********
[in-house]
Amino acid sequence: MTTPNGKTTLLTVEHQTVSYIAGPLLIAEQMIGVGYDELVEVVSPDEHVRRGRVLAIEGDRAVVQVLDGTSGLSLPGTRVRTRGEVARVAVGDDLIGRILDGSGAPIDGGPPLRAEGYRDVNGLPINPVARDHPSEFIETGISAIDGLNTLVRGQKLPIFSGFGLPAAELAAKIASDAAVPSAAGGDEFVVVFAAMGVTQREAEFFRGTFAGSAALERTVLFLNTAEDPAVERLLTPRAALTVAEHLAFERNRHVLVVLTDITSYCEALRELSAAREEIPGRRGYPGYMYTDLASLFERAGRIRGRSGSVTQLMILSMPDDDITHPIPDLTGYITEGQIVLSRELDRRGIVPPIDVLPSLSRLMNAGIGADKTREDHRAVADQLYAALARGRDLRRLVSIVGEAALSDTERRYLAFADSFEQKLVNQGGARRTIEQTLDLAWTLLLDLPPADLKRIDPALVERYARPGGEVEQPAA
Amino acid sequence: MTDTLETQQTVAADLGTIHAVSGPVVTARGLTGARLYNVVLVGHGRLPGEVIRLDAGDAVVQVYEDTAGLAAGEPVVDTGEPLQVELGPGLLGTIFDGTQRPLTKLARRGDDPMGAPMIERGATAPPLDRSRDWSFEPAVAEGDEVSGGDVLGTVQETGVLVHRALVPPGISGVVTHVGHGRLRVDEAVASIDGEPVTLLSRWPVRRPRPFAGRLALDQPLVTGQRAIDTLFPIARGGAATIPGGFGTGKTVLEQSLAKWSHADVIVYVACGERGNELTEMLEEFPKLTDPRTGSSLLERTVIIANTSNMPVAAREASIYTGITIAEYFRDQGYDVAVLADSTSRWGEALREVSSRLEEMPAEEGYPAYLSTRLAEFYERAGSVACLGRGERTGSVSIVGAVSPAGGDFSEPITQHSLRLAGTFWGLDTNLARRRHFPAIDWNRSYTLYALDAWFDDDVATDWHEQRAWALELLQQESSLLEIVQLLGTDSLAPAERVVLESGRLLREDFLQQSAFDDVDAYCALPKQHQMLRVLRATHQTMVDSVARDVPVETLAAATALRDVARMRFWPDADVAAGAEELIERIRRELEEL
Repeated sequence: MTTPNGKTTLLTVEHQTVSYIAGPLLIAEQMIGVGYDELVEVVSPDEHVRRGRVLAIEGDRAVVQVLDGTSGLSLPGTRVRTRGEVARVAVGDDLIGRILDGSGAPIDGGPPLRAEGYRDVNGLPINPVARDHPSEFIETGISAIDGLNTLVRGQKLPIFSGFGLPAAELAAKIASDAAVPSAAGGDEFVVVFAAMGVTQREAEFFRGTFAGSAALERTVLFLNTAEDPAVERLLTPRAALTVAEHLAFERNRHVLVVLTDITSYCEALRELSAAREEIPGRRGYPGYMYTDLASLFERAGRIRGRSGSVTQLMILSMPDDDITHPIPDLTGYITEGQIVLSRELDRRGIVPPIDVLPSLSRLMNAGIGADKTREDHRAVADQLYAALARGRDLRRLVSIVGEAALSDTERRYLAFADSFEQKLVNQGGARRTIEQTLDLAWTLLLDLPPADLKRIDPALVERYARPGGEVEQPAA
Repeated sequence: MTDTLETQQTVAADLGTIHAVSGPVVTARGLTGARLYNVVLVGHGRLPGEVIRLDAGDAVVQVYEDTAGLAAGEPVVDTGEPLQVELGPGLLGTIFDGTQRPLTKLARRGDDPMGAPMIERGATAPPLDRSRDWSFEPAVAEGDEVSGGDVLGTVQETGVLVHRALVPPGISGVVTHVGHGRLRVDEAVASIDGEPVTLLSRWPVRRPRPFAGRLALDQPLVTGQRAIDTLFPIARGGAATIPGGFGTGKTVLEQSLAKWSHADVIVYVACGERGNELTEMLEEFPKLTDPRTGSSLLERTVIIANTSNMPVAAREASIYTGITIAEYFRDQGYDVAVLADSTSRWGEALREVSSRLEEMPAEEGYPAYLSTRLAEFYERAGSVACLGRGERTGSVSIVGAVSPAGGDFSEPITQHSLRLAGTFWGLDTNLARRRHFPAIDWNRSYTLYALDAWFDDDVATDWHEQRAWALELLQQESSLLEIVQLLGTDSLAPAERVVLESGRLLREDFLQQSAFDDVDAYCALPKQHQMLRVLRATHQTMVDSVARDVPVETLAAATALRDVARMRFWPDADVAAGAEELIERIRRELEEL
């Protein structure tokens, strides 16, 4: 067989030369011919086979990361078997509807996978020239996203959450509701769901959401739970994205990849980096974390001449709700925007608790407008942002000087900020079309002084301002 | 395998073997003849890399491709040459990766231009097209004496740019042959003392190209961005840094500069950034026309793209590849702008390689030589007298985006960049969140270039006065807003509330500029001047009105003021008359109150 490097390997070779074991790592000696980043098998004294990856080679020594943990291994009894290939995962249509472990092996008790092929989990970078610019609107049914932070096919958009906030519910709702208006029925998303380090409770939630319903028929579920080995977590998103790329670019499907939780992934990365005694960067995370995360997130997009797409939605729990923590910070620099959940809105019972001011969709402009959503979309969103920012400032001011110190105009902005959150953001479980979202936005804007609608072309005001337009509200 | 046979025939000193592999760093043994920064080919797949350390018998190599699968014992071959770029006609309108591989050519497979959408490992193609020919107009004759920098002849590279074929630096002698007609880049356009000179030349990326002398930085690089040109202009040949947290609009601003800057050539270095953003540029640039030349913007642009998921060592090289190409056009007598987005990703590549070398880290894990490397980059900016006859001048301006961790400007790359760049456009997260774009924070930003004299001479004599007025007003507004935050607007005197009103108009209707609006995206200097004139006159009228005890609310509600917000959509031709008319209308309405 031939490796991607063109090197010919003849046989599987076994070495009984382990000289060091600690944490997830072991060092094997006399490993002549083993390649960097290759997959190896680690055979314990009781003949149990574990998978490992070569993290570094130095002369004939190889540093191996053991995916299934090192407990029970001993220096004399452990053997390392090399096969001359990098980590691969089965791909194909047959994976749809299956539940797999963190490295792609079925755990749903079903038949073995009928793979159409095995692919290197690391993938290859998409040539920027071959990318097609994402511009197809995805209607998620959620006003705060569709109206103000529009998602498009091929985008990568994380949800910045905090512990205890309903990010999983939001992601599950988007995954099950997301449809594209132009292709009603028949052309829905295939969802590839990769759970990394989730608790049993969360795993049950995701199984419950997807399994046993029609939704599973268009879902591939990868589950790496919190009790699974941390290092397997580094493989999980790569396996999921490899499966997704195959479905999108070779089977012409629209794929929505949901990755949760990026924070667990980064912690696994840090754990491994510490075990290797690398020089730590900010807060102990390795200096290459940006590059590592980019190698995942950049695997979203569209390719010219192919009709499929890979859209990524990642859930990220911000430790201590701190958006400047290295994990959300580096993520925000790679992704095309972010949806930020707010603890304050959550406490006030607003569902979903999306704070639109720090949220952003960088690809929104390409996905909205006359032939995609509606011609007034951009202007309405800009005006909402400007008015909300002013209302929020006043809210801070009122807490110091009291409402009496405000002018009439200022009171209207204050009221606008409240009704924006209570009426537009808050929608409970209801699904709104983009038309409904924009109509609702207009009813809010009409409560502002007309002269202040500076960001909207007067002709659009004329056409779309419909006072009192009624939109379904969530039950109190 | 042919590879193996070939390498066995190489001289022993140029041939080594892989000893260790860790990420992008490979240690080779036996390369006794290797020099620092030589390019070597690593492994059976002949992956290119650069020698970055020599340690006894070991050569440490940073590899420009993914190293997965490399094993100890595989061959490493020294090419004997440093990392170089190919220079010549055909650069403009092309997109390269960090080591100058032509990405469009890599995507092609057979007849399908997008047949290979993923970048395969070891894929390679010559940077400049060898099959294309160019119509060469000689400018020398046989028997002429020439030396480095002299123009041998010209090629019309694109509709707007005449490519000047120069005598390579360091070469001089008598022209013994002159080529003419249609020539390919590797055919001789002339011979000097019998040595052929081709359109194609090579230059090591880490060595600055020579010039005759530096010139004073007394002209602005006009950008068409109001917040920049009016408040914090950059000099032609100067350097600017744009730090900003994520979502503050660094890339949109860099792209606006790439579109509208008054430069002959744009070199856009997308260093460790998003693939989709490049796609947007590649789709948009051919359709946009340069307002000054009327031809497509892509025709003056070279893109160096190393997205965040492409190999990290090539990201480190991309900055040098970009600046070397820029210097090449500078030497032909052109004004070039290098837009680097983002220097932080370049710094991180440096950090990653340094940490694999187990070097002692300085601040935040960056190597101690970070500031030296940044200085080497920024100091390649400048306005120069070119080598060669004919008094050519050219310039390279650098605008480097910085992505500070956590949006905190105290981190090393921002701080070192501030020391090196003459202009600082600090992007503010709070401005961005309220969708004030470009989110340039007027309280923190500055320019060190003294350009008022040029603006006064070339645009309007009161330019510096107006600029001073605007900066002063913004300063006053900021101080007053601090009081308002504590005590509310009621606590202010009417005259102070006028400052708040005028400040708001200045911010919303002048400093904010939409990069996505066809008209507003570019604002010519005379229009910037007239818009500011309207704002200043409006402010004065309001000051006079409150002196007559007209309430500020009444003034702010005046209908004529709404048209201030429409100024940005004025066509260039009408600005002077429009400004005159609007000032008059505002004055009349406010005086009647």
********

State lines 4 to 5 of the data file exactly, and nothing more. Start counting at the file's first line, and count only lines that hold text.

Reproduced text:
Repeated sequence: MTTPNGKTTLLTVEHQTVSYIAGPLLIAEQMIGVGYDELVEVVSPDEHVRRGRVLAIEGDRAVVQVLDGTSGLSLPGTRVRTRGEVARVAVGDDLIGRILDGSGAPIDGGPPLRAEGYRDVNGLPINPVARDHPSEFIETGISAIDGLNTLVRGQKLPIFSGFGLPAAELAAKIASDAAVPSAAGGDEFVVVFAAMGVTQREAEFFRGTFAGSAALERTVLFLNTAEDPAVERLLTPRAALTVAEHLAFERNRHVLVVLTDITSYCEALRELSAAREEIPGRRGYPGYMYTDLASLFERAGRIRGRSGSVTQLMILSMPDDDITHPIPDLTGYITEGQIVLSRELDRRGIVPPIDVLPSLSRLMNAGIGADKTREDHRAVADQLYAALARGRDLRRLVSIVGEAALSDTERRYLAFADSFEQKLVNQGGARRTIEQTLDLAWTLLLDLPPADLKRIDPALVERYARPGGEVEQPAA
Repeated sequence: MTDTLETQQTVAADLGTIHAVSGPVVTARGLTGARLYNVVLVGHGRLPGEVIRLDAGDAVVQVYEDTAGLAAGEPVVDTGEPLQVELGPGLLGTIFDGTQRPLTKLARRGDDPMGAPMIERGATAPPLDRSRDWSFEPAVAEGDEVSGGDVLGTVQETGVLVHRALVPPGISGVVTHVGHGRLRVDEAVASIDGEPVTLLSRWPVRRPRPFAGRLALDQPLVTGQRAIDTLFPIARGGAATIPGGFGTGKTVLEQSLAKWSHADVIVYVACGERGNELTEMLEEFPKLTDPRTGSSLLERTVIIANTSNMPVAAREASIYTGITIAEYFRDQGYDVAVLADSTSRWGEALREVSSRLEEMPAEEGYPAYLSTRLAEFYERAGSVACLGRGERTGSVSIVGAVSPAGGDFSEPITQHSLRLAGTFWGLDTNLARRRHFPAIDWNRSYTLYALDAWFDDDVATDWHEQRAWALELLQQESSLLEIVQLLGTDSLAPAERVVLESGRLLREDFLQQSAFDDVDAYCALPKQHQMLRVLRATHQTMVDSVARDVPVETLAAATALRDVARMRFWPDADVAAGAEELIERIRRELEEL